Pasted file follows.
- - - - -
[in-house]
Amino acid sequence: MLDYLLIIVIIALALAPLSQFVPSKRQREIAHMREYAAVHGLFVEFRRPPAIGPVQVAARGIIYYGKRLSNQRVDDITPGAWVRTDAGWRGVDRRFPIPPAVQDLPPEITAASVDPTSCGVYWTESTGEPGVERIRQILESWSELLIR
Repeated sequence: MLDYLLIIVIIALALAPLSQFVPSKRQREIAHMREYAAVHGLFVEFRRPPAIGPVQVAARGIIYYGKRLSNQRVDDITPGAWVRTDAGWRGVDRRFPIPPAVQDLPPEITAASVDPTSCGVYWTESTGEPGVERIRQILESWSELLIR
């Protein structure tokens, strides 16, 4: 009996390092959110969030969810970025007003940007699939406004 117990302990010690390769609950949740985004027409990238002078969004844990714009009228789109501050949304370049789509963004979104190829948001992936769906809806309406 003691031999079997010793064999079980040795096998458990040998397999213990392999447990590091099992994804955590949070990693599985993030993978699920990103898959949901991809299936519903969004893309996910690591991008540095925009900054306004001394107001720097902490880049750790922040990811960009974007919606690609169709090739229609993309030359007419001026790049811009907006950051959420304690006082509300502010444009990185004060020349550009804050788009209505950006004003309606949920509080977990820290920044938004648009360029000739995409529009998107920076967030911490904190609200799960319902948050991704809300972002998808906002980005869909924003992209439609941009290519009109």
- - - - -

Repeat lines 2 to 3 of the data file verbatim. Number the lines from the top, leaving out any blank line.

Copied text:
Amino acid sequence: MLDYLLIIVIIALALAPLSQFVPSKRQREIAHMREYAAVHGLFVEFRRPPAIGPVQVAARGIIYYGKRLSNQRVDDITPGAWVRTDAGWRGVDRRFPIPPAVQDLPPEITAASVDPTSCGVYWTESTGEPGVERIRQILESWSELLIR
Repeated sequence: MLDYLLIIVIIALALAPLSQFVPSKRQREIAHMREYAAVHGLFVEFRRPPAIGPVQVAARGIIYYGKRLSNQRVDDITPGAWVRTDAGWRGVDRRFPIPPAVQDLPPEITAASVDPTSCGVYWTESTGEPGVERIRQILESWSELLIR